With an Introduction by Eleonora Passeri and life stories by Iain McGeachin, Rachel Quesnel Shilletto, Benita Penfold, Polly Moyer, Rita Francisco, Sandra Brasil, Carlota Pascoal, and Dorinda Silva.
Introduction by Eleonora Passeri and edited by Amanda Rackerby
There are journeys of all kinds. Some journeys take you from one part of the world to another, and others take you on a journey from one point of knowledge and empathy, to another very different place of the mind and heart. Since this is an article on travel, in this introduction, I would like to tell you about what I have learned from my journey from a neuroscientist researcher to parent and patient advocate of Rare Diseases.
When I stared my journey on writing articles with my friends with Rare Special Powers, I expected it to be a very different process compared to my usual procedure for writing scientific papers, however, collecting different opinions or perspectives from patients and the mothers of patients requires similar “guidelines” to those used for pulling together graphs and tables. For example, I see a strong similarity or a parallel to the cells I had seen in a microscope as a researcher to the art I use in these Rare Special Powers articles. Thus, the skills I used as a researcher are still very much present and alive in my writing and information gathering. But, the vast difference comes when I read these parent’s and patients article “abstracts.” It is here that I get a glimpse of the high-stake feelings and emotions. These are articles written from the heart rather than the mind. I have found this writing experience profoundly more difficult because for the first time in my career I now have been able to grasp this rare group’s sufferance. I have gone behind the disease and I have found the person. This is what travel is all about, right? Discovery.
With summer here in our hemisphere, our mind often goes to the idea of the “vacation.” We look forward to a gateway, after all, we deserve a vacation after an entire year of hard work. Our vacation might have been planned for months and now just few more weeks and we will be on a beach or on top of mountain or hanging around a historical city. But what about these rare patients and their families? How do they deal with vacations? Today’s Rare Special Power’s article discloses how these rare people deal with travel and vacations and also provides some suggestions from their past experiences.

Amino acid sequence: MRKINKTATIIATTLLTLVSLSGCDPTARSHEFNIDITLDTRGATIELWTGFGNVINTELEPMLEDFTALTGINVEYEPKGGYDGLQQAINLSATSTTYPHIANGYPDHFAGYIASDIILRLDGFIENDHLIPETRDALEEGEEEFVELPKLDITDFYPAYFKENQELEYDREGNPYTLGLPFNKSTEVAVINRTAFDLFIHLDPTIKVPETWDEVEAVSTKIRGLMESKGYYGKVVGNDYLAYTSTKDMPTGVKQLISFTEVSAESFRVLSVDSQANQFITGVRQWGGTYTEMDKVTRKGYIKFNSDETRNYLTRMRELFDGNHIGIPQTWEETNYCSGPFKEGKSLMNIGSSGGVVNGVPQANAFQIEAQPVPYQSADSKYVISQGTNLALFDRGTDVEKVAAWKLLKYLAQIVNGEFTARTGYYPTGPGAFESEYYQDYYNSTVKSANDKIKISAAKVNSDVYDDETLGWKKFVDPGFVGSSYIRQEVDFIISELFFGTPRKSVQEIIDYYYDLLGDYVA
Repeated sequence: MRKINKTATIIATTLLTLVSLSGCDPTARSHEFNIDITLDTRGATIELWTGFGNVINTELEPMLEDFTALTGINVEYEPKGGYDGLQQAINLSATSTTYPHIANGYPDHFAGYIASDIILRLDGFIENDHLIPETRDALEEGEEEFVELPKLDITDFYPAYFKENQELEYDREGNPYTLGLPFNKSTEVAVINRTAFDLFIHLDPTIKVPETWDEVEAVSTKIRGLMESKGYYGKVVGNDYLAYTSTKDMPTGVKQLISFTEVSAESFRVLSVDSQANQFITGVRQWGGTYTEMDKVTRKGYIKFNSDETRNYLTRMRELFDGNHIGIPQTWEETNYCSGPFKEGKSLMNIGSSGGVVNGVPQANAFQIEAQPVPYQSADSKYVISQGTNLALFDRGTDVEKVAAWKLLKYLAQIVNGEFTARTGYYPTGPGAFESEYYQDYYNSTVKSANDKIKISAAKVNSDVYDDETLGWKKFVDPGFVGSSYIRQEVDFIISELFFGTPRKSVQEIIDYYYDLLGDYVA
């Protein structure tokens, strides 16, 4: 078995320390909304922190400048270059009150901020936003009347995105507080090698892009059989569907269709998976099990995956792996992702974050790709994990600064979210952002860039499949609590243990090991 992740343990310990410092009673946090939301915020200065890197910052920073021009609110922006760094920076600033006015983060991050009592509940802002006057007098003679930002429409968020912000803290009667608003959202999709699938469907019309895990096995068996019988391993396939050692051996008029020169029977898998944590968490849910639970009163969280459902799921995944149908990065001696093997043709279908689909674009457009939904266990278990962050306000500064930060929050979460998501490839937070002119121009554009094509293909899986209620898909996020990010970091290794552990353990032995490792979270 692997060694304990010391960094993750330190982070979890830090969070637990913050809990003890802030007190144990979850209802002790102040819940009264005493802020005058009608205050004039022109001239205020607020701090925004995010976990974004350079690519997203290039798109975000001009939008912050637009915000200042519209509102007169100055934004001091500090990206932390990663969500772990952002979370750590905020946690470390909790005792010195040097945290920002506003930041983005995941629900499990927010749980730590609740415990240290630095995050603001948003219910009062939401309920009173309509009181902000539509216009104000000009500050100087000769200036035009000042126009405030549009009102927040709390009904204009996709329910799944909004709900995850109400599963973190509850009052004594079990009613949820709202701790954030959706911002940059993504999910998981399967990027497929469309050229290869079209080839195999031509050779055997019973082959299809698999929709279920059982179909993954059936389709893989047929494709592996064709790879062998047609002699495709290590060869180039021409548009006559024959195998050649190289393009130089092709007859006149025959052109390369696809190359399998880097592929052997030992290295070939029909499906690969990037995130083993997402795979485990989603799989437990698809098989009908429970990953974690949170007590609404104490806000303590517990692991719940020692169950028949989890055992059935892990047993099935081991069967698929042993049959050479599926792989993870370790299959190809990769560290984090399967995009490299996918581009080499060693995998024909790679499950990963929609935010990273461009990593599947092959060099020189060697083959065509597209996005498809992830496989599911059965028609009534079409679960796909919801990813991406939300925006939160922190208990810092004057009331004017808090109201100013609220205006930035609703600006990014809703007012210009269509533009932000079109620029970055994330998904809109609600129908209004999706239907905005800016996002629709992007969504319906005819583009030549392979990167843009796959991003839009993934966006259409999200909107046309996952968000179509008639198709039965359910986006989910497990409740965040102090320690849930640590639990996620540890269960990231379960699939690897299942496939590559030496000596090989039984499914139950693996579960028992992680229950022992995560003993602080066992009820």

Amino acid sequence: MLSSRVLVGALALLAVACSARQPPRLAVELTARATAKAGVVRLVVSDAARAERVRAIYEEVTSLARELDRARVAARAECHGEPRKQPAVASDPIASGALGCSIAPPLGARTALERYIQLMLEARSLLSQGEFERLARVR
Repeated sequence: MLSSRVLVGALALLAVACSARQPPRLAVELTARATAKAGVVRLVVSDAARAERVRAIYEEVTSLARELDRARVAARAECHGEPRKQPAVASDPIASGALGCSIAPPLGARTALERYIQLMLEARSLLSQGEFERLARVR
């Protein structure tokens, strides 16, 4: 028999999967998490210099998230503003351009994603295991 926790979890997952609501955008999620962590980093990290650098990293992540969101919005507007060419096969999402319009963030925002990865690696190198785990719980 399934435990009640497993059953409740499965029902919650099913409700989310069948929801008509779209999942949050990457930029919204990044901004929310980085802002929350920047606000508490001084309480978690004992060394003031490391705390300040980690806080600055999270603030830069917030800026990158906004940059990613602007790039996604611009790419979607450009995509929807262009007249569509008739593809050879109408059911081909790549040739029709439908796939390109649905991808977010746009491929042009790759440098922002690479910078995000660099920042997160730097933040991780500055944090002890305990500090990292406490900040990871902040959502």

This article is not just for these Rare families to feel connected and maybe for a moment not so alone on their path, but it is also for all the rest of us that don’t suffer every day from a rare disease that we may learn a little about this group of people so we can extend our empathy so we all can be a little more understanding and form a connection with those that often have a quiet and insular presence in this world because the world has not adapted. So take a moment from your day to go on a trip with us as we discover what travel is like with a Rare Disease and why these rare individuals decide to take on the challenge of travel. Bon Voyage! Buon Viaggio!
Our family is always up for adventures from day tripping, overnight stays or flying when we are lucky enough to have a trip paid. We invite you to come along with us on an adventure when your child is in a manual wheelchair.
Adventure 1: Visiting Family. How do we manage all those stairs with a 110lbs child? We are lucky enough that our daughter has some strength in her legs so we can physically support her as she pushes herself upward…Safety issues - definitely but the alternative is to stay home and never see anyone and this only works if the stairs are not too steps and not too many. Alternatively, she can do the bum scoot up the stairs but at 12, this is very embarrassing. Or even worse, is picking her up wheelchair and all and carrying her up the stairs, the issues is that you need to remember the brake so the chair doesn't tip and that is big security risk. Too many ways to injure someone.
Need a pee break? Do you know that most bathroom door won't accommodate a wheelchair. Powder rooms are the easiest to manage since the doorway is close to the toilet but some are a real juggling act because seriously who wants to crawl in a bathroom!
Adventure 2: Visiting a new restaurant. Does the table have a ledge under? Then the wheelchair won't fit underneath it, so she's eating on her lap.. How embarrassing! No straw? clear liquid such as water and juice makes my daughter cough and she has tremors - not drink friendly. Straws are our friends. I should be organized enough to always have some in my purse but the reality is that I'm not.
Need a pee break? Sometimes we are lucky and the only issue is that there are no automatic door openers. But there are places that the handicap stalls door opens inward - yes, folks, inwards so how do you close that once the chair is inside. You don't. Do you want a face wash? Well, you may get one anyways because the water hits the sink and the faucet is at face level so free face-wash! I carry hand-sanitizer for this!